Maintaining "Synk" in Detroit: Two Case Studies in the Remix Aesthetic

Carleton S. Gholz

Abstract


Advances in audio-visual remixing technologies have produced a significant, largely unintended, consequence: audiences at EDM performances are dancing less—if at all. Instead, utilizing digital mobile devices, audiences have increasingly become interactive media producers within an environment encouraged by savvy, former DJs. Drawing from the fields of EDM studies, sound studies and film studies, I outline the historical arc of the remix aesthetic by comparing and contrasting recent work by two long-time EDM artists from the Detroit-Windsor region, Jeff Mills and Richie Hawtin. These two artists were central to the global proliferation of EDM culture during its mass-communication phase. However, in an era of heightened media convergence what scholars have traditionally understood as EDM has irreparably changed. Mills and Hawtin have much to contribute to this apparent impasse.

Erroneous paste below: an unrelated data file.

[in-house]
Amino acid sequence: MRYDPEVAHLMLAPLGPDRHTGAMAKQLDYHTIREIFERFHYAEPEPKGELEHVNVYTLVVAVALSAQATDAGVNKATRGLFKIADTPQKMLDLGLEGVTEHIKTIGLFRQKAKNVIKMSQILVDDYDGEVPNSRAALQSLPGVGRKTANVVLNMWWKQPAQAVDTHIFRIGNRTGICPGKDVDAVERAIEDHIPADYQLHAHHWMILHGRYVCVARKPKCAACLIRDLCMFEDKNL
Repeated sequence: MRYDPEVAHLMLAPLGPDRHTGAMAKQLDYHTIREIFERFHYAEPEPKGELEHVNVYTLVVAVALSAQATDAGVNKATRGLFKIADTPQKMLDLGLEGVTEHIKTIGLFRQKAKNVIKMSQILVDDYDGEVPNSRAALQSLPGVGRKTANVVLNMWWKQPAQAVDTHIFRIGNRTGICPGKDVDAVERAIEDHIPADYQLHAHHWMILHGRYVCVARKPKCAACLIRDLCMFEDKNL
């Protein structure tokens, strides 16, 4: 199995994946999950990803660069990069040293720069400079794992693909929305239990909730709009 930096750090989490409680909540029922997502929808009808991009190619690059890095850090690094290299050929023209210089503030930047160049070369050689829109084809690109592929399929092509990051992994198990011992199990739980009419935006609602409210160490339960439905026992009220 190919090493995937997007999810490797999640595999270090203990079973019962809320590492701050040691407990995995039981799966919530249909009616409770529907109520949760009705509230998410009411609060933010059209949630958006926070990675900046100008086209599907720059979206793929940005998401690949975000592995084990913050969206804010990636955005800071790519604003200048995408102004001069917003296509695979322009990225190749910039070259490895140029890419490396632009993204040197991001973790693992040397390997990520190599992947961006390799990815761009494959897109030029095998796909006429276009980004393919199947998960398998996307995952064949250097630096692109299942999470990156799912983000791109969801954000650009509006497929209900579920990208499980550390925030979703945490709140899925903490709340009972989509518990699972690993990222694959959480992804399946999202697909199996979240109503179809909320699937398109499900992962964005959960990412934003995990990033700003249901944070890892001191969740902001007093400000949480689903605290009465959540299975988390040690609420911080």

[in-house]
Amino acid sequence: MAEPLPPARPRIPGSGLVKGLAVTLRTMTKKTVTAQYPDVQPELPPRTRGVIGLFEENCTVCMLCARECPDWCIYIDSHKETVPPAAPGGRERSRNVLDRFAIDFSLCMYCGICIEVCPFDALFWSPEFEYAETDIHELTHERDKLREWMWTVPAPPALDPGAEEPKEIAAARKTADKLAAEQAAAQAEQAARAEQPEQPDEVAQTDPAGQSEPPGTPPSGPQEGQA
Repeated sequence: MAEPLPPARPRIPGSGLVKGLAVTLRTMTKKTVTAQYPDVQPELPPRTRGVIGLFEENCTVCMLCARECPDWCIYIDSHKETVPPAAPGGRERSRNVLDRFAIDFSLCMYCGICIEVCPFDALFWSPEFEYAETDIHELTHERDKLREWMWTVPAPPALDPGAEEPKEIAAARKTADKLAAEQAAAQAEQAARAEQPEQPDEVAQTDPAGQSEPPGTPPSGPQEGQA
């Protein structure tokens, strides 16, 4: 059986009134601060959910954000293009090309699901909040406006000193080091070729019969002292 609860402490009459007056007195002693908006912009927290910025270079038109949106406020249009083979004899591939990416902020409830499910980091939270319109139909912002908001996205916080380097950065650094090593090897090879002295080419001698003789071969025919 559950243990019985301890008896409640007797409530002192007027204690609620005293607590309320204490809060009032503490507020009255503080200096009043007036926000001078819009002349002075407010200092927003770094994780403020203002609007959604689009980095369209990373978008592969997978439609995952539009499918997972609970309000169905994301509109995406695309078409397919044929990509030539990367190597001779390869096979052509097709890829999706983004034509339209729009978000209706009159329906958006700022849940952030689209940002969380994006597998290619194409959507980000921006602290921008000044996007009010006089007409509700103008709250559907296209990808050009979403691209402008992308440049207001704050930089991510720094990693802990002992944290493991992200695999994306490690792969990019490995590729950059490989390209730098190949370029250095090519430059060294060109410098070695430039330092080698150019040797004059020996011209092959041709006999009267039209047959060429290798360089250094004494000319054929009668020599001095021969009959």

Keywords: EDM, film studies, film sound, remix aesthetic, soundscape, media convergence, Jeff Mills, Richie Hawtin, Plastikman


Keywords


techno, film studies, film sound, history of the senses, attention and distraction, Jeff Mills, Richie Hawtin, Plastikman, The Wizard

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